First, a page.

As Kevin Harvick was coming around to take the white flag NASCAR had black flagged Gordon for not maintaining the minimum speed. Instead of adhering to the penalty though Jeff took one more swipe at Clint as the two were in the middle of Turns 3 and 4. This time the No. 24 slammed the No. 15 hard and forced Bowyer directly into Joey Logano's path where those two cars collide before Gordon also slammed up into the two again. Keselowski, who was poised to take a big lead in the points to Homestead next week, narrowly escaped Gordon's anger move and avoided being swept up in the mess. Aric Almirola also got turned in the aftermath of cars trying to check up and connected heavily with Logano's No. 20.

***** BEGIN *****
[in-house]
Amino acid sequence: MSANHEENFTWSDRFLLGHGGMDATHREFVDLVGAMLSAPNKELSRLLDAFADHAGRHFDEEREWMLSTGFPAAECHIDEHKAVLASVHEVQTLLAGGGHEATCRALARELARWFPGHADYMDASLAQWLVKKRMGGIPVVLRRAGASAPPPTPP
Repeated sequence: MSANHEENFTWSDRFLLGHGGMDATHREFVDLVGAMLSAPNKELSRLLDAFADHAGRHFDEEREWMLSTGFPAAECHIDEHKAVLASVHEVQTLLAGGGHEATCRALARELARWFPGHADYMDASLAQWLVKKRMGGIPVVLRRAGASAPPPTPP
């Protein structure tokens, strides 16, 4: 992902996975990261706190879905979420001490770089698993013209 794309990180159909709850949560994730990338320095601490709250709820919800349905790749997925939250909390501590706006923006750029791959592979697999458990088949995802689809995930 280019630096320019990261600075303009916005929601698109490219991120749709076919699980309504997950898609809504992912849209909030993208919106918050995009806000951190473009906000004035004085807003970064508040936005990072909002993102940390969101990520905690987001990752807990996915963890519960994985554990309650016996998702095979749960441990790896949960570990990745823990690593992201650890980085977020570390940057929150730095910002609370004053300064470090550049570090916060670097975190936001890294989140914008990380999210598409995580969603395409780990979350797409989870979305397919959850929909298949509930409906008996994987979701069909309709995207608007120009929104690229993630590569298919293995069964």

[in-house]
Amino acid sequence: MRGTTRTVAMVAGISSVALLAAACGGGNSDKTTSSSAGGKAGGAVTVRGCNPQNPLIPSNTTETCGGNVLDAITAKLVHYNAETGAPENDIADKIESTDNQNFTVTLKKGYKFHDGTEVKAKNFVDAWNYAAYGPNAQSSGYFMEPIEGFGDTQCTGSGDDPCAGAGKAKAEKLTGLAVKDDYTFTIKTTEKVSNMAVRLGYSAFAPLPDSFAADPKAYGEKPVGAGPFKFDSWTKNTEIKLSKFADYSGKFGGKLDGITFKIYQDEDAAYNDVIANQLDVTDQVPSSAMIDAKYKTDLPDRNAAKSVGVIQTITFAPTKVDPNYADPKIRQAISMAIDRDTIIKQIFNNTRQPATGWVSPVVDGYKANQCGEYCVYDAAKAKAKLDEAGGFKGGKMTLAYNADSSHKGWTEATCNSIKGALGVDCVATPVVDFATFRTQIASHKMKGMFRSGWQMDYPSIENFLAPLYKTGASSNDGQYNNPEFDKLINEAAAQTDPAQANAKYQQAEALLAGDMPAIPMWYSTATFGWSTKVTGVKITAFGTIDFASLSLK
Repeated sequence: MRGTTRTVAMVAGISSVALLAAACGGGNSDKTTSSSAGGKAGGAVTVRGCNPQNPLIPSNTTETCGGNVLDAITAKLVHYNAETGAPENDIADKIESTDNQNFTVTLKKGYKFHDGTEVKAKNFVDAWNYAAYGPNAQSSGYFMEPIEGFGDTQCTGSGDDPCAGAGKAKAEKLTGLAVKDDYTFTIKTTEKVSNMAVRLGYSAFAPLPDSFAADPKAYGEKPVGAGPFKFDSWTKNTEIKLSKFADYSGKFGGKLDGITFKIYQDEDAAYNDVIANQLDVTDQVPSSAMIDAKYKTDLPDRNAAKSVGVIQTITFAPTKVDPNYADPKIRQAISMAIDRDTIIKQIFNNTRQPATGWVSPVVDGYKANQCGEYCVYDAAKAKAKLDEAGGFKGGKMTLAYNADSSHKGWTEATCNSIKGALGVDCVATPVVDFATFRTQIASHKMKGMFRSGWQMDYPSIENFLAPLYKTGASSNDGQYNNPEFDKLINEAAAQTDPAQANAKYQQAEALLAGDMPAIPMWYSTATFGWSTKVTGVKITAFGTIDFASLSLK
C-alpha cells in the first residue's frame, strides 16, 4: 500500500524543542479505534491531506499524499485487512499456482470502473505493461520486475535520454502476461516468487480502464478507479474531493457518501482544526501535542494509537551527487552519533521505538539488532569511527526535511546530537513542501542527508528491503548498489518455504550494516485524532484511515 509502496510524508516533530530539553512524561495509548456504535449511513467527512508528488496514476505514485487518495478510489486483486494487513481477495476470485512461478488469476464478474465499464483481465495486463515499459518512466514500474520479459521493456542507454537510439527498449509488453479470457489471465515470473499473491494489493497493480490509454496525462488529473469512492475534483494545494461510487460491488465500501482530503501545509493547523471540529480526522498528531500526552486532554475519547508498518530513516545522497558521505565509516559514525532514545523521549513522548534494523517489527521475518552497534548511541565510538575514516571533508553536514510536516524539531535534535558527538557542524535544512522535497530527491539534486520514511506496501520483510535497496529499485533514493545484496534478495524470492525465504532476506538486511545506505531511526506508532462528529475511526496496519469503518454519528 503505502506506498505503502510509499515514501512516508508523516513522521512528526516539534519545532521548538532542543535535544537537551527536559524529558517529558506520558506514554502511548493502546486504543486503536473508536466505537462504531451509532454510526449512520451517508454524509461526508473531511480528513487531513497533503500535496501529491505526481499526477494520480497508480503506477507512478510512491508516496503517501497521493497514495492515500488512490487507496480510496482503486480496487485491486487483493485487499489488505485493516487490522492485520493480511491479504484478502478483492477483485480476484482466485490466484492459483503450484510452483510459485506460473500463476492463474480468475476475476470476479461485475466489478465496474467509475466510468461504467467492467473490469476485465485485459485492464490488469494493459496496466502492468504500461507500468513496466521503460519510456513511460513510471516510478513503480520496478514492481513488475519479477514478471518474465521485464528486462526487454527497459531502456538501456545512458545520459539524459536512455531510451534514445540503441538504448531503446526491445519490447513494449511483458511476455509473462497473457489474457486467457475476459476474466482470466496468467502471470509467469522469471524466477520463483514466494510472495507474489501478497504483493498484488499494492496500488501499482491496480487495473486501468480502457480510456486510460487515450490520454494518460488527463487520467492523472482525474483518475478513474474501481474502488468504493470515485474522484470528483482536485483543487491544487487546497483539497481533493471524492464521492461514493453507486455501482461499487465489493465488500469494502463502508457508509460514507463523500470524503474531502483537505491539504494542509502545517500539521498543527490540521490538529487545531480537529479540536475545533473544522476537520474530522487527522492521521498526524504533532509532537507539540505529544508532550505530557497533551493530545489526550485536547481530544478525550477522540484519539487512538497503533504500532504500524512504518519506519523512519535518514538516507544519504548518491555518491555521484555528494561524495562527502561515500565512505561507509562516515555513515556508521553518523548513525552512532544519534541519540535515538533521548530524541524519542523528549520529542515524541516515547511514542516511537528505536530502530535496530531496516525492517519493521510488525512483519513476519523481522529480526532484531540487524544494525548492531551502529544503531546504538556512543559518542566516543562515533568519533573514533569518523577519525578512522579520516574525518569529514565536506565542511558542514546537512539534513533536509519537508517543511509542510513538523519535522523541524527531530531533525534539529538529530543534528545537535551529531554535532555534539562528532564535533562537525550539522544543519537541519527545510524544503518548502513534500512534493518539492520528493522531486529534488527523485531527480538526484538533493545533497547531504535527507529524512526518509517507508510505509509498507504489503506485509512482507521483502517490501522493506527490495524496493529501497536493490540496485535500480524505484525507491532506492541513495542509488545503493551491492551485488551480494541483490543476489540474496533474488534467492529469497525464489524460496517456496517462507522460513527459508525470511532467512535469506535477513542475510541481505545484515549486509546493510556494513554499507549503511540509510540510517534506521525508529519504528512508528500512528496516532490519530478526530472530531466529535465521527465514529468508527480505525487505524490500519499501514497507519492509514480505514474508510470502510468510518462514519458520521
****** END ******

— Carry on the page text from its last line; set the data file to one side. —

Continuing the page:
NASCAR immediately ruled that Havick had not taken the white flag meaning the race would be extended to a green-white-checkered situation. But more on that later.
All of the sudden TV cameras switched to the garage area where Clint Bowyer's 5-hour Energy team was in what amounted to an all-out brawl with Jeff Gordon and his Drive to End Hunger crew. It was hard to tell exactly who was involved and what types of blows landed but the crowd at Phoenix International Raceway was going crazy. Then the cameras switched to Bowyer exiting his No. 15 car that was moments earlier on fire. He was on a dead sprint, looking more like Usain Bolt than a racecar driver, to get his fists into the fight that was occurring in the garage near the haulers. By the time Bowyer got there Gordon was already in his hauler and a NASCAR official physically kept Bowyer at bay. The crowd was still as noisy as ever.